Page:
” Life begins at the end of your comfort zone.”
– Neal Donald Walsche
I have been thinking about these words a lot in the last few weeks. I am trying to push myself out of my many different levels of comfort zones. In the last year, since the accident with my hand, I have spent so much of that time focused on my physical healing with multiple surgeries and thrice weekly physical therapy sessions. It took up (and continues to take up) an awful lot of time and didn’t leave room for much else. It bums me out when I think about it because I really should have been using some of that time to work on getting my business going but I just kept thinking “no, no…after this surgery or that surgery or just a little longer in therapy and I’ll have my hand 100% back and then I will get to work on everything else.” Well, at my last doctor’s appointment I was informed that there would never be 100%, maybe 50% (and its a big maybe) but never 100. Hard pill to swallow. It sucks. I’m bummed about it – but – I know it could have been so much worse! So now, here I am, trying to move forward and accept my new “normal”.
Speaking of new normals…just a few weeks ago, I chose to step out of another comfort zone when I switched from my Canon 5d to a Nikon D700 camera. This change has proven to be more more difficult than I anticipated. I have gone from this old, comfortable friend that I knew every detail about to what feels like a complete and total stranger. I am struggling…a lot and debating on whether or not I should sell it. I am hoping that perhaps it is just growing pains and given time and practice, I will know this camera like the back of my hand ( the good hand that is).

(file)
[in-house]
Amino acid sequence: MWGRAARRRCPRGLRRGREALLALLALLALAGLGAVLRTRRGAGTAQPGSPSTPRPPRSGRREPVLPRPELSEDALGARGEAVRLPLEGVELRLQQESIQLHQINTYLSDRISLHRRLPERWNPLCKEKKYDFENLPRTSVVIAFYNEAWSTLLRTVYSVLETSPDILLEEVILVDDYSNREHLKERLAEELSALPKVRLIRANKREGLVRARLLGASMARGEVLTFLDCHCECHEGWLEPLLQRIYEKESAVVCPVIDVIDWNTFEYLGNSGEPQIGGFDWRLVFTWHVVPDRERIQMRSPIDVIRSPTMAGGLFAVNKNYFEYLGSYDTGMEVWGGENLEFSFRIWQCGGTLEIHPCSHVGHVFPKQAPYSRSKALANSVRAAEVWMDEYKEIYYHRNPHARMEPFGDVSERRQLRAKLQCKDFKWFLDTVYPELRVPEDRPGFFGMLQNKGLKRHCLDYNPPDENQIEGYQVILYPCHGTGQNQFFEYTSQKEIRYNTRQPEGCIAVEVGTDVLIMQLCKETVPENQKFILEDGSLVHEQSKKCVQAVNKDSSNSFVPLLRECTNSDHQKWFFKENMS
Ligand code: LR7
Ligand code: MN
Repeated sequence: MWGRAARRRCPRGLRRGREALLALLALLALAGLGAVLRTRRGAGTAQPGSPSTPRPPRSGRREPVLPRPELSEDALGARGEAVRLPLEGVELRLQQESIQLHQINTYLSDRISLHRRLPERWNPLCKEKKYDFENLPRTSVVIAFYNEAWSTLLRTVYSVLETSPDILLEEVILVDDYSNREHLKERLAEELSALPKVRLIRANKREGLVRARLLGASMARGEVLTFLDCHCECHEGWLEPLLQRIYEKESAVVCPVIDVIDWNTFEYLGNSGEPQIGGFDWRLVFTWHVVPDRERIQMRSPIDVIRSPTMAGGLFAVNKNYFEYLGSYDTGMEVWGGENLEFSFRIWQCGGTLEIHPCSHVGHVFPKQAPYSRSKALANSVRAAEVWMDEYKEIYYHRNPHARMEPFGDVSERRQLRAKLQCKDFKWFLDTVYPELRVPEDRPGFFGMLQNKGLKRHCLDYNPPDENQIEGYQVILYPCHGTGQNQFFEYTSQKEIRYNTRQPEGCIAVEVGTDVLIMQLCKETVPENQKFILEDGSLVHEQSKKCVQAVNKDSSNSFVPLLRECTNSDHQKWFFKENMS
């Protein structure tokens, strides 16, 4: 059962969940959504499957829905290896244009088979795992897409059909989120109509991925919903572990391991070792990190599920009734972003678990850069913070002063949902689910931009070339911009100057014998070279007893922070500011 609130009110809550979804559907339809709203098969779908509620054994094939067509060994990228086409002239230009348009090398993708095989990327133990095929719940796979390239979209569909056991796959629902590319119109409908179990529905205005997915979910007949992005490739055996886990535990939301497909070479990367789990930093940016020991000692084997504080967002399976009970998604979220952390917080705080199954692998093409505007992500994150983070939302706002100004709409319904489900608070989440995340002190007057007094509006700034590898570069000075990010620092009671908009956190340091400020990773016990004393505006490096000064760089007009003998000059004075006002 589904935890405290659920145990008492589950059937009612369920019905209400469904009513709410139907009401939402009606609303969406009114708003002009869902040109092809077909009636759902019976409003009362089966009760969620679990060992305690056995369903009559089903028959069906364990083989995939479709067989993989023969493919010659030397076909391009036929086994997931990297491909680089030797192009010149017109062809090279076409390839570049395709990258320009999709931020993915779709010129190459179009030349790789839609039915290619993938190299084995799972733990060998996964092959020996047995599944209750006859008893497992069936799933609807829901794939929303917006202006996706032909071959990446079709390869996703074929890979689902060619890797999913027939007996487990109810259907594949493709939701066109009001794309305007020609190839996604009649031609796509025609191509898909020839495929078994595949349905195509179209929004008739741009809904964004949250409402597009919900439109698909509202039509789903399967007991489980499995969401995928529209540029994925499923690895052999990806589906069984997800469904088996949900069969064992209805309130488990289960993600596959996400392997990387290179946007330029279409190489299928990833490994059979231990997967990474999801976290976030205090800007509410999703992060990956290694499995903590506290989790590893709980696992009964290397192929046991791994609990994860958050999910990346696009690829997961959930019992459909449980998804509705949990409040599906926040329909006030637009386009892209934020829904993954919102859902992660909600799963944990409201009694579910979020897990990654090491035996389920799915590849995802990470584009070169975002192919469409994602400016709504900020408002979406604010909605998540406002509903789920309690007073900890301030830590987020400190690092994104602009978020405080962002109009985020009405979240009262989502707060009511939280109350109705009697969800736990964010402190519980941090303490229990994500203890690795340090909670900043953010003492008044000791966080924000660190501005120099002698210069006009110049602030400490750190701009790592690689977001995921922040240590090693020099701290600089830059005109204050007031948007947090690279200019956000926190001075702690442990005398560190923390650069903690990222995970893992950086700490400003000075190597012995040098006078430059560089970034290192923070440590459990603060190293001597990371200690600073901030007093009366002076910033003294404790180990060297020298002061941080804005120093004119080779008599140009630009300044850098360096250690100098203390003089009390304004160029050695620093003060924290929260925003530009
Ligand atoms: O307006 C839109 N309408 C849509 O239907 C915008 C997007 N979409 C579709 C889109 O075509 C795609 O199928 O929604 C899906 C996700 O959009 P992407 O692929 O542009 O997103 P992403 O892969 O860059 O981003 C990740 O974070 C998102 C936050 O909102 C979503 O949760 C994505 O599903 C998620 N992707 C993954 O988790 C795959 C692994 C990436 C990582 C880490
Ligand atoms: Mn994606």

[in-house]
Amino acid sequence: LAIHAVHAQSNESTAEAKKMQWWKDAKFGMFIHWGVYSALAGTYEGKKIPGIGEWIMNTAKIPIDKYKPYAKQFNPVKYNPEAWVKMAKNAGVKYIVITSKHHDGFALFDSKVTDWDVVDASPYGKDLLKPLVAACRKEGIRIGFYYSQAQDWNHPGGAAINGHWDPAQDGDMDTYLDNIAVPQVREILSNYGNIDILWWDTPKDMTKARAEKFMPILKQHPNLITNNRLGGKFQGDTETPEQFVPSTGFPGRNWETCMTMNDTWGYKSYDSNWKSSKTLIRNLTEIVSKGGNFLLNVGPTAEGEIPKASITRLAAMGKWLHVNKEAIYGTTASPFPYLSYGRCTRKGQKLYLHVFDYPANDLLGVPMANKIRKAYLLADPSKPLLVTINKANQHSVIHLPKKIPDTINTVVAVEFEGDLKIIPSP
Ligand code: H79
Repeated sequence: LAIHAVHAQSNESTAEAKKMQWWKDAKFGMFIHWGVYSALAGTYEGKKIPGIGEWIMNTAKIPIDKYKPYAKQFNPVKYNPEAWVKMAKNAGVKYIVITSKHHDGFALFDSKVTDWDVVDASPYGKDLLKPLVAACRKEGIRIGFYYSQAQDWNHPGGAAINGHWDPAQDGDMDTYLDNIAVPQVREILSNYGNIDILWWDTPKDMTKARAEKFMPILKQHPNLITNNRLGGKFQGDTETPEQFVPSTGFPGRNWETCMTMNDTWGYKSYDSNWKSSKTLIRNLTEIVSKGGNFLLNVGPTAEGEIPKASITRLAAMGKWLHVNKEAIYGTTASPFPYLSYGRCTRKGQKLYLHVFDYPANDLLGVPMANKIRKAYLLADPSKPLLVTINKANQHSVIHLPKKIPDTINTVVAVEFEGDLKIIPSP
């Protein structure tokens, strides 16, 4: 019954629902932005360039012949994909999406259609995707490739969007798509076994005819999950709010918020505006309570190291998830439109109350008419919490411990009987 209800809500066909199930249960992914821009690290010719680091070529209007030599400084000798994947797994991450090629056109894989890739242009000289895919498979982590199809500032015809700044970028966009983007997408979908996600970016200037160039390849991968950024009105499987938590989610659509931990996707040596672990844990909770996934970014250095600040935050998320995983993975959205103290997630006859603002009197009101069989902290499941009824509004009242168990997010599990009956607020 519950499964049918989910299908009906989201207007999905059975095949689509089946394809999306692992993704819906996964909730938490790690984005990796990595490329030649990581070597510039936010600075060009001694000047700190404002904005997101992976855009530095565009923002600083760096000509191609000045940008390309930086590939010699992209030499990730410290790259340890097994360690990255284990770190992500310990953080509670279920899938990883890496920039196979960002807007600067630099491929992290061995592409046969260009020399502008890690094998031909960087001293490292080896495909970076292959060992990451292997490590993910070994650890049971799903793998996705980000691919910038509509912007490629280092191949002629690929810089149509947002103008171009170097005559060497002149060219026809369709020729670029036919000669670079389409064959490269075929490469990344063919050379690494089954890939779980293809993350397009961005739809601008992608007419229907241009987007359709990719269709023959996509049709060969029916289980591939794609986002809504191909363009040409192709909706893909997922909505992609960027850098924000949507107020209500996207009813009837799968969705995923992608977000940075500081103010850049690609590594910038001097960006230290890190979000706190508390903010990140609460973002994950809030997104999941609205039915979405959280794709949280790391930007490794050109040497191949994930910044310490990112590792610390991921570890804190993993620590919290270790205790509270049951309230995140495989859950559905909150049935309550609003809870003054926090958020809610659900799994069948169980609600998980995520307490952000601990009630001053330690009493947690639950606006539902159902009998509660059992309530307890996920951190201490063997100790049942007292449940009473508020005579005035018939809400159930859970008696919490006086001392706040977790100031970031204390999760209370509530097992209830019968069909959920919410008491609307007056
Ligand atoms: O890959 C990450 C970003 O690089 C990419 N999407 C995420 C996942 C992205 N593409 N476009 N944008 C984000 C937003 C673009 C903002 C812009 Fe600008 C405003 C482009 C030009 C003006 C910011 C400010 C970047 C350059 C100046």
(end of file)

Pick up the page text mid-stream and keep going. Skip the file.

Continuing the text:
When the new camera arrived, I was visiting with my friend Deb and her family in Tampa, FL. I was lucky enough to have her awesome kiddos as models for two whole weeks, while I tried to work out the kinks with myself or this new camera — I am not sure which. A lot of the time I just found myself frustrated because the buttons were in the wrong spot, the focus was off, the color was icky, etc. But then at other times, I was proud of myself for moving away from the familiarity of simply capturing a beautiful portrait and focusing instead on capturing the beautiful moments in my days with them. And I’m so grateful to have had so many of those moments with Deb and her family. Thank you dear friend….for everything.